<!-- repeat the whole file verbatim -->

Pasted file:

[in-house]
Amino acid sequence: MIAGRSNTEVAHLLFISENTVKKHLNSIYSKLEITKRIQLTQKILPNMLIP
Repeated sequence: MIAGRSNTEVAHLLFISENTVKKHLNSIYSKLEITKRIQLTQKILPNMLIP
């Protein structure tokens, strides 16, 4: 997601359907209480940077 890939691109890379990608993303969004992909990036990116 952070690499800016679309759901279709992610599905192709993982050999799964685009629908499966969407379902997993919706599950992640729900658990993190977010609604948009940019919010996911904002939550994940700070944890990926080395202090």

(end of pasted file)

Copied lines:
[in-house]
Amino acid sequence: MIAGRSNTEVAHLLFISENTVKKHLNSIYSKLEITKRIQLTQKILPNMLIP
Repeated sequence: MIAGRSNTEVAHLLFISENTVKKHLNSIYSKLEITKRIQLTQKILPNMLIP
């Protein structure tokens, strides 16, 4: 997601359907209480940077 890939691109890379990608993303969004992909990036990116 952070690499800016679309759901279709992610599905192709993982050999799964685009629908499966969407379902997993919706599950992640729900658990993190977010609604948009940019919010996911904002939550994940700070944890990926080395202090």